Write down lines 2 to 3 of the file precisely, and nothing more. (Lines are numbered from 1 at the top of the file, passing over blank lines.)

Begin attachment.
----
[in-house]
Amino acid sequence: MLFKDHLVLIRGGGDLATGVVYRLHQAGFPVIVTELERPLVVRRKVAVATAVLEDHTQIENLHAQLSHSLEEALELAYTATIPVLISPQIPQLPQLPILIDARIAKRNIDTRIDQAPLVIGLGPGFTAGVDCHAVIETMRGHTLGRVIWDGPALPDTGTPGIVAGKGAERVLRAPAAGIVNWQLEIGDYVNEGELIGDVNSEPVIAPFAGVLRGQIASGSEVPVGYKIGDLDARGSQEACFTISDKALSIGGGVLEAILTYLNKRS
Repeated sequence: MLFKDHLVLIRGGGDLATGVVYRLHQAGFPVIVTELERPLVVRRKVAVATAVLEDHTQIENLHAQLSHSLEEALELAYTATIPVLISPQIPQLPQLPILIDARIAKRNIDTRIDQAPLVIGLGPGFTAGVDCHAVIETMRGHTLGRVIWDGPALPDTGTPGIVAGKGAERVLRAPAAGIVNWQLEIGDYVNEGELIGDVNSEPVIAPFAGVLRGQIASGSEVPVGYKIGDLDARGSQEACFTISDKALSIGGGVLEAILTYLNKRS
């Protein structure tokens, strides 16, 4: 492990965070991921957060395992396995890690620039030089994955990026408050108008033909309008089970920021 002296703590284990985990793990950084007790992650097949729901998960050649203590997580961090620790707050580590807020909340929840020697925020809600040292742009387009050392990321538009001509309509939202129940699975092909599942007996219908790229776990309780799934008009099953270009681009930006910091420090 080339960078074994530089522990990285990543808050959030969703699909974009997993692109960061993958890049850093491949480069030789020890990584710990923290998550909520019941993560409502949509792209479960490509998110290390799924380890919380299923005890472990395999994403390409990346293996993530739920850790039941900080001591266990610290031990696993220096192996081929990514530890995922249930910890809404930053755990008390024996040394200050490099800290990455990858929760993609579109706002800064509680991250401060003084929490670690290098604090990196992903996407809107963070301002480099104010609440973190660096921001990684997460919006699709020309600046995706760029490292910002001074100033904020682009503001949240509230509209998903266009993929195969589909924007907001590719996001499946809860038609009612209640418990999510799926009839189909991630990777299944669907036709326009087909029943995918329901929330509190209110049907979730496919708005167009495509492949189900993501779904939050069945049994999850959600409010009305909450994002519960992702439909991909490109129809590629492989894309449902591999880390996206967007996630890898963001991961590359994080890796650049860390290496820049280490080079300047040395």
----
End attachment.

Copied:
Amino acid sequence: MLFKDHLVLIRGGGDLATGVVYRLHQAGFPVIVTELERPLVVRRKVAVATAVLEDHTQIENLHAQLSHSLEEALELAYTATIPVLISPQIPQLPQLPILIDARIAKRNIDTRIDQAPLVIGLGPGFTAGVDCHAVIETMRGHTLGRVIWDGPALPDTGTPGIVAGKGAERVLRAPAAGIVNWQLEIGDYVNEGELIGDVNSEPVIAPFAGVLRGQIASGSEVPVGYKIGDLDARGSQEACFTISDKALSIGGGVLEAILTYLNKRS
Repeated sequence: MLFKDHLVLIRGGGDLATGVVYRLHQAGFPVIVTELERPLVVRRKVAVATAVLEDHTQIENLHAQLSHSLEEALELAYTATIPVLISPQIPQLPQLPILIDARIAKRNIDTRIDQAPLVIGLGPGFTAGVDCHAVIETMRGHTLGRVIWDGPALPDTGTPGIVAGKGAERVLRAPAAGIVNWQLEIGDYVNEGELIGDVNSEPVIAPFAGVLRGQIASGSEVPVGYKIGDLDARGSQEACFTISDKALSIGGGVLEAILTYLNKRS